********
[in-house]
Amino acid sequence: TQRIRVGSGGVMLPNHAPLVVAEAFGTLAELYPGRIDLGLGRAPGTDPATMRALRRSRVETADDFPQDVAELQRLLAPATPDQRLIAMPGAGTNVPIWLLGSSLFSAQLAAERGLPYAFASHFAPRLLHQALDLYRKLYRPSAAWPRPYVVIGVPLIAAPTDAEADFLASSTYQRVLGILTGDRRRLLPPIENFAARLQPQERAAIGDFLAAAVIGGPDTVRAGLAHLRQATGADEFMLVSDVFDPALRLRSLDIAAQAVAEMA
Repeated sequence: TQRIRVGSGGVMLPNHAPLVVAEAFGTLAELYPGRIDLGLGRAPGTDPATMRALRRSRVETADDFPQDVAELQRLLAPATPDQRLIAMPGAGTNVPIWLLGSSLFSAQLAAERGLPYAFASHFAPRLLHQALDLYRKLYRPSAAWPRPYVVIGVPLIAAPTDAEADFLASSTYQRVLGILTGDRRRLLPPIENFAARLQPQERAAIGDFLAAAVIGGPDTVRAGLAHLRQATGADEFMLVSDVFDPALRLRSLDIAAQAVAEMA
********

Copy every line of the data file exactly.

[in-house]
Amino acid sequence: TQRIRVGSGGVMLPNHAPLVVAEAFGTLAELYPGRIDLGLGRAPGTDPATMRALRRSRVETADDFPQDVAELQRLLAPATPDQRLIAMPGAGTNVPIWLLGSSLFSAQLAAERGLPYAFASHFAPRLLHQALDLYRKLYRPSAAWPRPYVVIGVPLIAAPTDAEADFLASSTYQRVLGILTGDRRRLLPPIENFAARLQPQERAAIGDFLAAAVIGGPDTVRAGLAHLRQATGADEFMLVSDVFDPALRLRSLDIAAQAVAEMA
Repeated sequence: TQRIRVGSGGVMLPNHAPLVVAEAFGTLAELYPGRIDLGLGRAPGTDPATMRALRRSRVETADDFPQDVAELQRLLAPATPDQRLIAMPGAGTNVPIWLLGSSLFSAQLAAERGLPYAFASHFAPRLLHQALDLYRKLYRPSAAWPRPYVVIGVPLIAAPTDAEADFLASSTYQRVLGILTGDRRRLLPPIENFAARLQPQERAAIGDFLAAAVIGGPDTVRAGLAHLRQATGADEFMLVSDVFDPALRLRSLDIAAQAVAEMA